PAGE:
Two of PATH’s leading female scientists were recently honored for their contributions to global health: Tala de los Santos, MBA, MS, as a Washington Global Health Alliance (WGHA) Rising Leader, and Manjari Lal, PhD, with a 2014 William Hunting Award. We’re proud to support the outstanding achievements of our technical teams, who often work “behind the scenes” to develop and advance transformative health care innovations for public health impact.
Part two: Today we feature Dr. Manjari Lal.
Manjari Lal, PhD
Manjari Lal, PhD, one of PATH’s scientists working in vaccine and pharmaceutical technologies, was recently awarded the 2014 William Hunting Award for her and her team’s crucial work to develop a heat-stable fast-dissolving tablet (FDT) formulation of Newcastle disease vaccine.
Each year, Veterinary Record, the prestigious peer-reviewed journal of the British Veterinary Association, bestows the Hunting Award to a research paper considered to have made the most useful contributions to veterinary science. The award-winning paper, “Development of a Low-Dose Fast-Dissolving Tablet Formulation of Newcastle Disease Vaccine for Low-Cost Backyard Poultry Immunisation,” was penned by Manjari, as lead author, in collaboration with authors from the University of Washington, the Southeast Poultry Research Laboratory of the United States Department of Agriculture, and the Global Alliance for Livestock Veterinary Medicine.
Newcastle disease is viral and highly contagious. It is capable of destroying entire chicken populations in a short period of time, and it has been identified as one of the biggest threats to rural poultry and livelihoods globally. It can also be transmitted to humans. The technical work described within Manjari’s paper reflects one of the many ways PATH is helping to build the evidence base for needle-free and thermotolerant vaccine and drug delivery technologies of critical importance to human and animal health in developing countries.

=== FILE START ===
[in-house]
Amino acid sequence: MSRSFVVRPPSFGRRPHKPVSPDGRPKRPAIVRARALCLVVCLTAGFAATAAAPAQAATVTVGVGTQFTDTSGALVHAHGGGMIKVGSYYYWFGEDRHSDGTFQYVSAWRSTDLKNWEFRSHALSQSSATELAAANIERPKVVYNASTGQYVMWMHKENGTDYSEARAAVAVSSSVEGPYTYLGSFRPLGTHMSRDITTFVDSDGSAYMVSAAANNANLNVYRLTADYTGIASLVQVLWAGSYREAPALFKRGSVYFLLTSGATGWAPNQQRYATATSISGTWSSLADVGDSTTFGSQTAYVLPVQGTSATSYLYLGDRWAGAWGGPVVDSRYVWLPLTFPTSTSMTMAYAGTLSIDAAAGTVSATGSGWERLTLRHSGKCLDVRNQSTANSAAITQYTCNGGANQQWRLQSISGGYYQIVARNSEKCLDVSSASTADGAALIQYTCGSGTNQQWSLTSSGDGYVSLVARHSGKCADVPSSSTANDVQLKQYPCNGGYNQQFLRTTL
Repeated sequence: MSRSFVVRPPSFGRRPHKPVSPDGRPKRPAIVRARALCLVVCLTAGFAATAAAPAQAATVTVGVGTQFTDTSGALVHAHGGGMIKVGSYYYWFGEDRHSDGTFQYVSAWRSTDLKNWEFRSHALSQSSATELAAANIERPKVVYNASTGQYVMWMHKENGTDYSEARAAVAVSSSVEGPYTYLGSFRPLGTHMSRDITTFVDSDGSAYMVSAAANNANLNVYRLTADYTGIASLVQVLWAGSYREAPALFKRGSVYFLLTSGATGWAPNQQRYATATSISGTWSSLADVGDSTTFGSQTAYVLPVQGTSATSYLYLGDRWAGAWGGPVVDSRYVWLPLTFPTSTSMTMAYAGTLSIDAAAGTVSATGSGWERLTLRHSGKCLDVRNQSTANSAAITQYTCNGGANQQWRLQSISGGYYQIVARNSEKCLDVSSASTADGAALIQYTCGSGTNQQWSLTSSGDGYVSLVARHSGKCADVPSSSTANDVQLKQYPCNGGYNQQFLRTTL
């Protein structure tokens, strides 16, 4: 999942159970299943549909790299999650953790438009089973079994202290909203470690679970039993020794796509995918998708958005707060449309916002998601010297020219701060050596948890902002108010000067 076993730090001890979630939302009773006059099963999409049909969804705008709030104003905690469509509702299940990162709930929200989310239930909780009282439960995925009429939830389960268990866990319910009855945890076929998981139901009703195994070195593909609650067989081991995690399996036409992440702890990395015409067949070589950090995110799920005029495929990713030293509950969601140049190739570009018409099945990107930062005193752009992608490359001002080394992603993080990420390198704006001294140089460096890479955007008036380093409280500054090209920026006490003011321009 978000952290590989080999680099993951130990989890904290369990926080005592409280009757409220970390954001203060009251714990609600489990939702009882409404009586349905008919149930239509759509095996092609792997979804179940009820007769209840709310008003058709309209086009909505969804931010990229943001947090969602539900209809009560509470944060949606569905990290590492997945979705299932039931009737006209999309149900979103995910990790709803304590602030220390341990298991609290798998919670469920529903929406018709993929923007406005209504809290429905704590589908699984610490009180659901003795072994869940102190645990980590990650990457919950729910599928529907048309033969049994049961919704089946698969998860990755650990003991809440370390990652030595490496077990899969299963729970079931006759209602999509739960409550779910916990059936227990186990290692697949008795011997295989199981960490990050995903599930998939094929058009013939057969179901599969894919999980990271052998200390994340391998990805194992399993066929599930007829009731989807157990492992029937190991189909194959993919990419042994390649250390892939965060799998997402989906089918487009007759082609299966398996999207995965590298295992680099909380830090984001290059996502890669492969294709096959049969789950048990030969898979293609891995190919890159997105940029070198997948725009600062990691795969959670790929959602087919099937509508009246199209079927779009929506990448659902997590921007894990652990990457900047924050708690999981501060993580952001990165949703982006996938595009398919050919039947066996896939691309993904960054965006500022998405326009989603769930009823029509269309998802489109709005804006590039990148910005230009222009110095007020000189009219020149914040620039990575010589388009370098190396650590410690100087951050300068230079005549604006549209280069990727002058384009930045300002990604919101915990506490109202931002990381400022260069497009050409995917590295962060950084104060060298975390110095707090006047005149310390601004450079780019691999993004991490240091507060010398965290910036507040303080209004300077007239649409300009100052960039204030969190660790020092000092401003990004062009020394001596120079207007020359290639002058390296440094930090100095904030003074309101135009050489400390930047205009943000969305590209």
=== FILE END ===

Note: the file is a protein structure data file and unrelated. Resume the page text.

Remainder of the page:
“Vaccines and essential medicines take up a lot of space. They involve many packaging and delivery parts, especially if they need to be refrigerated and/or reconstituted with a diluent prior to administration with a needle and syringe. By simplifying the equation, for example, by formulating vaccines as heat-stable tablets that can be swallowed or dissolved under the tongue, we believe we can achieve even greater public health impact in low-resource settings,” explains Manjari.
Manjari moved to the United States from India in 1995 through an exchange program for young scientists. Although she originally dreamed of being a medical doctor and helping people in a clinical setting, she hit her stride in bench research and stayed in the US to pursue additional opportunities. When Manjari interviewed with PATH in 2008, she says she knew immediately, “this is the place where I want to be.” At PATH, she could leverage her expertise in the biomedical sciences to improve health outcomes.
Manjari and her team have additionally developed fast-dissolving tablet (FDT) formulations for an enteric diarrheal disease vaccine candidate and oxytocin, a WHO-recommended injectable drug for reducing and preventing postpartum hemorrhage. Their heat-stable oxytocin tablet for sublingual delivery will soon be assessed in a first-of-its-kind clinical study set to launch in 2015. The study, a collaboration with the South African Medical Research Council, is part of PATH’s newly formed Global Health Innovation Accelerator—a key first step for expanding access to oxytocin in sub-Saharan Africa, where postpartum hemorrhage remains one of the leading causes of maternal mortality.
FDT formulations hold promise for transforming the means by which vaccines and essential medicines like oxytocin are typically packaged, stored, and delivered. Heat-stable tablets do not require refrigeration to ensure product quality (potency) during transport and storage. The novel product presentation also eliminates the need for safe injection equipment and training—an important feature for patients who may have limited access to skilled health workers or health care facilities.
We’re honored to have Manjari at PATH. Her transformative work is helping to resolve some of the most vexing challenges associated with health care access and delivery in low-resource settings.
Congratulations to Manjari!